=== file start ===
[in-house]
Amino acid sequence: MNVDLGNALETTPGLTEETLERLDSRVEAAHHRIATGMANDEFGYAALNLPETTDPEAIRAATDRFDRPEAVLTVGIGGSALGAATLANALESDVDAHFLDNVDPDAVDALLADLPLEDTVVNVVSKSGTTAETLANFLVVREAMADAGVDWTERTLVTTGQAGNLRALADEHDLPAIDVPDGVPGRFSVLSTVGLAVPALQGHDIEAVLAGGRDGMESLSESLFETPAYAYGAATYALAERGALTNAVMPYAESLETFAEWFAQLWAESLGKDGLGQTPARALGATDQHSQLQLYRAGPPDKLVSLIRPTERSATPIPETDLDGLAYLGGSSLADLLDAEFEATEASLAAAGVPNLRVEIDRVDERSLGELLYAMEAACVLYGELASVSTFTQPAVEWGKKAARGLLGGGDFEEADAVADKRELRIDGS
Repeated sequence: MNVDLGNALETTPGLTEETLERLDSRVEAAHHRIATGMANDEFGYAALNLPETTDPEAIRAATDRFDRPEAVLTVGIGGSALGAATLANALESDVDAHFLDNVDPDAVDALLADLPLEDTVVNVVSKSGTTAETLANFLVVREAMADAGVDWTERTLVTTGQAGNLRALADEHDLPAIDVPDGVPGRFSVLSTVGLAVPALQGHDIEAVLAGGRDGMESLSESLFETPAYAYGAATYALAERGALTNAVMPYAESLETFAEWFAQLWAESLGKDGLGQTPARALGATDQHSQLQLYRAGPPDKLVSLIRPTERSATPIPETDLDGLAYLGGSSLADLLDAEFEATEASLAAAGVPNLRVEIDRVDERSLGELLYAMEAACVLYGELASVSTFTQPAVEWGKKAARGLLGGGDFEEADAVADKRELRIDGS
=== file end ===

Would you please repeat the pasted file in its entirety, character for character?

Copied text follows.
[in-house]
Amino acid sequence: MNVDLGNALETTPGLTEETLERLDSRVEAAHHRIATGMANDEFGYAALNLPETTDPEAIRAATDRFDRPEAVLTVGIGGSALGAATLANALESDVDAHFLDNVDPDAVDALLADLPLEDTVVNVVSKSGTTAETLANFLVVREAMADAGVDWTERTLVTTGQAGNLRALADEHDLPAIDVPDGVPGRFSVLSTVGLAVPALQGHDIEAVLAGGRDGMESLSESLFETPAYAYGAATYALAERGALTNAVMPYAESLETFAEWFAQLWAESLGKDGLGQTPARALGATDQHSQLQLYRAGPPDKLVSLIRPTERSATPIPETDLDGLAYLGGSSLADLLDAEFEATEASLAAAGVPNLRVEIDRVDERSLGELLYAMEAACVLYGELASVSTFTQPAVEWGKKAARGLLGGGDFEEADAVADKRELRIDGS
Repeated sequence: MNVDLGNALETTPGLTEETLERLDSRVEAAHHRIATGMANDEFGYAALNLPETTDPEAIRAATDRFDRPEAVLTVGIGGSALGAATLANALESDVDAHFLDNVDPDAVDALLADLPLEDTVVNVVSKSGTTAETLANFLVVREAMADAGVDWTERTLVTTGQAGNLRALADEHDLPAIDVPDGVPGRFSVLSTVGLAVPALQGHDIEAVLAGGRDGMESLSESLFETPAYAYGAATYALAERGALTNAVMPYAESLETFAEWFAQLWAESLGKDGLGQTPARALGATDQHSQLQLYRAGPPDKLVSLIRPTERSATPIPETDLDGLAYLGGSSLADLLDAEFEATEASLAAAGVPNLRVEIDRVDERSLGELLYAMEAACVLYGELASVSTFTQPAVEWGKKAARGLLGGGDFEEADAVADKRELRIDGS